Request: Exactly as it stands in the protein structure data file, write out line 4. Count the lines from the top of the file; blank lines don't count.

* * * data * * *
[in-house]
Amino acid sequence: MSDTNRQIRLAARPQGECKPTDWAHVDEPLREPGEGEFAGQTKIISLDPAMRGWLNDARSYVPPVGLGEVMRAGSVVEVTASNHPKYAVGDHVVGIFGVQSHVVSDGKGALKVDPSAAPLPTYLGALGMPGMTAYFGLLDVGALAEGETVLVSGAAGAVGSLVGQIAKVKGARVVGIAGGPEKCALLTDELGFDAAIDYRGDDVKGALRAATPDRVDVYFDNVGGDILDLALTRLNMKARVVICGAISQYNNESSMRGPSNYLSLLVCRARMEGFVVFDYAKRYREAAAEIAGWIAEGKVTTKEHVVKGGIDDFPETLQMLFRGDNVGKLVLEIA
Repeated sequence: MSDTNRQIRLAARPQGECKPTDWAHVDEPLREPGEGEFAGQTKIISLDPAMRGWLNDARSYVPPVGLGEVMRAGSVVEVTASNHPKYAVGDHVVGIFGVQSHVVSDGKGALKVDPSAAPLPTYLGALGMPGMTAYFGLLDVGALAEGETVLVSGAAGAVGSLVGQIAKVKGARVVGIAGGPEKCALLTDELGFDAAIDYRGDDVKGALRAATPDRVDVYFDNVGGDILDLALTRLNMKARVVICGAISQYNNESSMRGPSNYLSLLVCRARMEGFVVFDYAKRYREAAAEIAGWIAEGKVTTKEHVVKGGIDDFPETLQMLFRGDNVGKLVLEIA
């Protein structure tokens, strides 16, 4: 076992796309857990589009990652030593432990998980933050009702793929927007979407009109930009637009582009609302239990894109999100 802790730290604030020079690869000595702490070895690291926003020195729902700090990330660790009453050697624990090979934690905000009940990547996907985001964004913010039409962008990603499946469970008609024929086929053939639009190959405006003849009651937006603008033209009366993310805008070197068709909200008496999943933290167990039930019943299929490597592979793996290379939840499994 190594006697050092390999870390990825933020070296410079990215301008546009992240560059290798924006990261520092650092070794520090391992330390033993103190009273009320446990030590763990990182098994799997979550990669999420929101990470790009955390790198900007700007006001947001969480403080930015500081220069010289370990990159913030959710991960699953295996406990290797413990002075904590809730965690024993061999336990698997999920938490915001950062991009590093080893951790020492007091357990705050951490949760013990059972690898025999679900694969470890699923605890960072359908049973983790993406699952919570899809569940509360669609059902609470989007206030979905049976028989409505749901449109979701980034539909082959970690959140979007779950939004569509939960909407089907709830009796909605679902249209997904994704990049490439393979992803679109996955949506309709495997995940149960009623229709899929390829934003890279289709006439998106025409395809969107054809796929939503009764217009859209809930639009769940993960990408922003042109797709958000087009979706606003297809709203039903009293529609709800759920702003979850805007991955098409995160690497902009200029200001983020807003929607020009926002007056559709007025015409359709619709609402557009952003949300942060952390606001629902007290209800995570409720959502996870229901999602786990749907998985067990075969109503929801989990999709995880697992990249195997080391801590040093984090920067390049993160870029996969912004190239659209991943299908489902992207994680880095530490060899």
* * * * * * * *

């Protein structure tokens, strides 16, 4: 076992796309857990589009990652030593432990998980933050009702793929927007979407009109930009637009582009609302239990894109999100 802790730290604030020079690869000595702490070895690291926003020195729902700090990330660790009453050697624990090979934690905000009940990547996907985001964004913010039409962008990603499946469970008609024929086929053939639009190959405006003849009651937006603008033209009366993310805008070197068709909200008496999943933290167990039930019943299929490597592979793996290379939840499994 190594006697050092390999870390990825933020070296410079990215301008546009992240560059290798924006990261520092650092070794520090391992330390033993103190009273009320446990030590763990990182098994799997979550990669999420929101990470790009955390790198900007700007006001947001969480403080930015500081220069010289370990990159913030959710991960699953295996406990290797413990002075904590809730965690024993061999336990698997999920938490915001950062991009590093080893951790020492007091357990705050951490949760013990059972690898025999679900694969470890699923605890960072359908049973983790993406699952919570899809569940509360669609059902609470989007206030979905049976028989409505749901449109979701980034539909082959970690959140979007779950939004569509939960909407089907709830009796909605679902249209997904994704990049490439393979992803679109996955949506309709495997995940149960009623229709899929390829934003890279289709006439998106025409395809969107054809796929939503009764217009859209809930639009769940993960990408922003042109797709958000087009979706606003297809709203039903009293529609709800759920702003979850805007991955098409995160690497902009200029200001983020807003929607020009926002007056559709007025015409359709619709609402557009952003949300942060952390606001629902007290209800995570409720959502996870229901999602786990749907998985067990075969109503929801989990999709995880697992990249195997080391801590040093984090920067390049993160870029996969912004190239659209991943299908489902992207994680880095530490060899």